Archive for September, 2009

Painting #321

September 19, 2009

painting #321

Apocalypso Trio Fall miniTour

September 18, 2009


Joe Burgio – movement
Shayna Dulberger – double bass
Walter Wright – analog synths & video
Katt Hernandez – violin

Sat Sept 26
   2pm 119 Gallery, 119 Chelmsford St, Lowell MA (1)(2)
   8pm Last Church on the Left, 58 Wilmot St, Portland ME (1)(2)
Sun Sept 27
   2pm 119 Gallery, 119 Chelmsford St, Lowell MA (2)
Mon Sept 28
   8pm L’Envers, 185 Van Horne, Montreal QE (2)
Tue Sept 29
   8pm Mardi Spaghetti, 5490 Boulevard St-Laurent, Montreal QE (2)
Wed Sept 30
   8pm Open Rehearsal, 369 Congress Street, 7th floor, Boston MA (3)

Sun Oct 4
   8pm C.O.M.A. @ ABC No-Rio, 156 Rivington St, NYC

(1) with Chris Welcome Group
(2) with Katt Hernandez
(3) with bodydrama

Painting #320

September 18, 2009

painting #320

Painting #319

September 17, 2009

painting #319

A Piece of Dead Air Live

September 16, 2009

Rachael Rosner, Joe Burgio and Betty Wang – movement
Matt Samolis – flute
Walter Wright – analog synths
Mike Hall – feedback
and the crew @ SCAT [Somerville Community Access Television]

Recorded live in the studio on Wednesday September 15, 2009

Looks like the Paik/Abe

September 16, 2009

I made a dozen different kinds of video loops to use with the new mixer patch. I have short loops, long loops, slo-mo and speeded-up loops. I have one-shot loops, forward and back loops and ‘bowties.’ In the process turning some of them b&w, posterizing and solarizing.

Here are the results –

image07  image08

image09  image10

image11  image12

I thought, “These images look like they were made on the Paik/Abe!” What’s a Paik/Abe?

The Paik/Abe was the first video synthesizer build at WGBH in Boston in 1969 by Nam June Paik and Shuya Abe. A year or so later Paik and Abe built another synthesizer at the Experimental Television Center in Binghamton, NY. That was the machine I used at the ETC in 1971. It has 2 major components – a magnetic scan modulator and a colorizer. The colorizer has 7 b&w video inputs. Each input can be toggled positive/negative and passes through a non-linear amplifier that on high-gain ‘solarizes’ the image. The signals are then mixed together and the result input to a standard a color encoder. The result is a layered image in which the original b&w signals were subtly washed with color.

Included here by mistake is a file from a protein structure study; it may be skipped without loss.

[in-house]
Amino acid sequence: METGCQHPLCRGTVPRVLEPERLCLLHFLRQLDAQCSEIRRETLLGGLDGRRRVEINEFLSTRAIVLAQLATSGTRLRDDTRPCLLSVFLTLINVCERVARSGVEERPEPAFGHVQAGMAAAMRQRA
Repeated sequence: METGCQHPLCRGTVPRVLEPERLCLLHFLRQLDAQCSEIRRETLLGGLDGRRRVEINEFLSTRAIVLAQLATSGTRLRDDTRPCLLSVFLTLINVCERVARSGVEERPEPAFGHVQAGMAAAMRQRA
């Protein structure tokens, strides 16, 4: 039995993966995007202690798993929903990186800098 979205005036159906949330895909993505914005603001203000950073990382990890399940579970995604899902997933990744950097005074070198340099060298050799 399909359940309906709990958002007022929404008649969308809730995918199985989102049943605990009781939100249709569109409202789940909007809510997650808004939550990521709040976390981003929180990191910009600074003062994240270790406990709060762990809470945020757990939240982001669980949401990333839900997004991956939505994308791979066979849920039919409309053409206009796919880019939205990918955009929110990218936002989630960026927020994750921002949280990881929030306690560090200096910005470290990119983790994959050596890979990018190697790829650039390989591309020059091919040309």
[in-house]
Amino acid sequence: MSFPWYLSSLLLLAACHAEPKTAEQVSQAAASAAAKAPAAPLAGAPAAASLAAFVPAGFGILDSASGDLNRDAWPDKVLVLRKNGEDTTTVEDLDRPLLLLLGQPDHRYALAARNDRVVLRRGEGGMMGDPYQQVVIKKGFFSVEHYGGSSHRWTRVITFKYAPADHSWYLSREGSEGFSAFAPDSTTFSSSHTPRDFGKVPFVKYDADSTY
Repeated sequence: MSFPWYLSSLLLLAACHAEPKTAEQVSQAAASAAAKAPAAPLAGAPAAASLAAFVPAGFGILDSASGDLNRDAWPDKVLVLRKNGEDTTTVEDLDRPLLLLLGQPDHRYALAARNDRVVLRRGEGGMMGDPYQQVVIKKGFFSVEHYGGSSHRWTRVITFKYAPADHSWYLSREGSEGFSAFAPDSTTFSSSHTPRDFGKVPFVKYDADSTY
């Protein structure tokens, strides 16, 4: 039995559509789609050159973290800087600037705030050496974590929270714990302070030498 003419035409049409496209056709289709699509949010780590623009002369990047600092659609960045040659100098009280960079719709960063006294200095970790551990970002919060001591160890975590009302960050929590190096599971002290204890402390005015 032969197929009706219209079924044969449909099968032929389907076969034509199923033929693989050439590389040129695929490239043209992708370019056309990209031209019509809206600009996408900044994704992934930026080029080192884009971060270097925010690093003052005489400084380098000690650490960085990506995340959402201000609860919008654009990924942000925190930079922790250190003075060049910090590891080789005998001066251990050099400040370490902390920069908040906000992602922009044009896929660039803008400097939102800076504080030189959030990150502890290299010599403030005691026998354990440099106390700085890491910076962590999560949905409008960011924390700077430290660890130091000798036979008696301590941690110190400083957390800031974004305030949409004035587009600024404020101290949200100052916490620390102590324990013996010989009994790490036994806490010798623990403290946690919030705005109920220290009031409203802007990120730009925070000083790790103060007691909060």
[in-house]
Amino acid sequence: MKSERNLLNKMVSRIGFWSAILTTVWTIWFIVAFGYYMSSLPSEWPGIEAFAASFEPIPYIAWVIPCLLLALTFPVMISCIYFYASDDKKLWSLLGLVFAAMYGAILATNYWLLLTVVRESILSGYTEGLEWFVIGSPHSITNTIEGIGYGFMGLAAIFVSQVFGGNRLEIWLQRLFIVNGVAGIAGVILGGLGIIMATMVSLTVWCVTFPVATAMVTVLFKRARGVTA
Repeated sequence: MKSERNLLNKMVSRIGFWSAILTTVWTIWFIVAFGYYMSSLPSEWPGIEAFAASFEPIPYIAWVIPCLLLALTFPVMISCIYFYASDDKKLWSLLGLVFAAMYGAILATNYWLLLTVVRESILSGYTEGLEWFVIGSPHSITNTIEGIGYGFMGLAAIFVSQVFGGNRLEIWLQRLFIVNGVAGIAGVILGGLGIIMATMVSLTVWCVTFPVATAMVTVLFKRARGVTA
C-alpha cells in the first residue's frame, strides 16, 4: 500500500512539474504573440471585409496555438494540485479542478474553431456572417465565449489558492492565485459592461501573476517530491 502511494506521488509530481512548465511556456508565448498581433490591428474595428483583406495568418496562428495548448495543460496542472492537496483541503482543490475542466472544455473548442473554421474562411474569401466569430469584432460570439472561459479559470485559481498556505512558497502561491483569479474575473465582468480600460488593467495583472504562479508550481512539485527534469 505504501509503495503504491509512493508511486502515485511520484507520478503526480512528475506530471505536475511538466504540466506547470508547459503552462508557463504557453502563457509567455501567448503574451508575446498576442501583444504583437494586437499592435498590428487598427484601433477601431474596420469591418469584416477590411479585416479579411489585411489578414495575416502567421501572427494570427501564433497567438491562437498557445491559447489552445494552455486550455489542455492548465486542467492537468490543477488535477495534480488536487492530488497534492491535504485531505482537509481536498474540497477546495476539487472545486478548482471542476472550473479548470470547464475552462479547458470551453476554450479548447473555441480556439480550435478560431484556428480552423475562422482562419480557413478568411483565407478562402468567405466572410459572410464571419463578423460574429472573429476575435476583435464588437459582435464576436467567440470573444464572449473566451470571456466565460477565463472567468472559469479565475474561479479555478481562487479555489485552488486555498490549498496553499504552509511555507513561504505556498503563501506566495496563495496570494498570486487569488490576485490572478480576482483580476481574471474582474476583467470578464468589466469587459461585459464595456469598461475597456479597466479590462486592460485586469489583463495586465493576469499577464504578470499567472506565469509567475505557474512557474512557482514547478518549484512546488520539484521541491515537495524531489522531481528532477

Could these images be created on the Paik/Abe? I think not. However, after looking at them for a couple of days I know why I thought of the Paik/Abe. First, the video loops that were input to the mixer were solarized. I can’t remember another video processing system that does this. It’s unique to the Paik/Abe. Second, the video inputs were mixed or blended without keying. Other video systems had keyers built in. The Jones Colorizer had clipping controls that cut out parts of the image. The video output of the Paik/Abe was like a watercolor painting and output of the Jones Colorizer was more like a collage.

Painting #318

September 16, 2009

painting #318

Painting #317

September 15, 2009

painting #317

Painting #316

September 14, 2009

painting #316

Painting #315

September 13, 2009

painting #315